Jimmy Moore

Ryan Welch / KSMU

Through the First Amendment to the United States Constitution, people are guaranteed the freedom to, among other liberties, peaceably assemble. Whether they’re called protests, rallies, or marches, there’s a long history in this county of its citizens coming together to stimulate support for or opposition to various causes. They’re held on street corners, in front of government buildings, and on college campuses.

On the first day of classes this fall at Missouri State University, hundreds gathered in solidarity with Charlottesville to speak out against racism after events in the Virginia city turned violent.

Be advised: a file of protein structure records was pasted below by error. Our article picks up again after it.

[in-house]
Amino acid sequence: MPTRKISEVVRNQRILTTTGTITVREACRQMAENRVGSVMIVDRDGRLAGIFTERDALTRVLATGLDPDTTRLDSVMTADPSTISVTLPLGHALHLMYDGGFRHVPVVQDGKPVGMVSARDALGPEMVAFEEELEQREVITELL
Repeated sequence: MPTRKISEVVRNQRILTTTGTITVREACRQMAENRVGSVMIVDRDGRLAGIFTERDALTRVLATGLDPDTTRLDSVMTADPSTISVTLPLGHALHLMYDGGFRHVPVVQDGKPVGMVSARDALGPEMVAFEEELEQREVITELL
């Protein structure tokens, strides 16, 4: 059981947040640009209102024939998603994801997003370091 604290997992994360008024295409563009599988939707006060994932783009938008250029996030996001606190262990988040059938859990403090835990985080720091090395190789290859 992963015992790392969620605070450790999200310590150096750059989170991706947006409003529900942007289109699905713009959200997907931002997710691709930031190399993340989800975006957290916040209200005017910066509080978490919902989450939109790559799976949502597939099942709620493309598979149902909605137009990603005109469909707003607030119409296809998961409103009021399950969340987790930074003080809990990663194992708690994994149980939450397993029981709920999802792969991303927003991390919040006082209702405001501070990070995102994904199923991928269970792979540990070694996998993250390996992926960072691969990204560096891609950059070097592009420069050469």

“This event was constructed to bring us all together at the beginning of a school year and to encourage spirit and comradery amongst all of us Bears regardless of our identities,” said Britt Spears, president of the MSU Chapter of the NAACP on Aug. 21.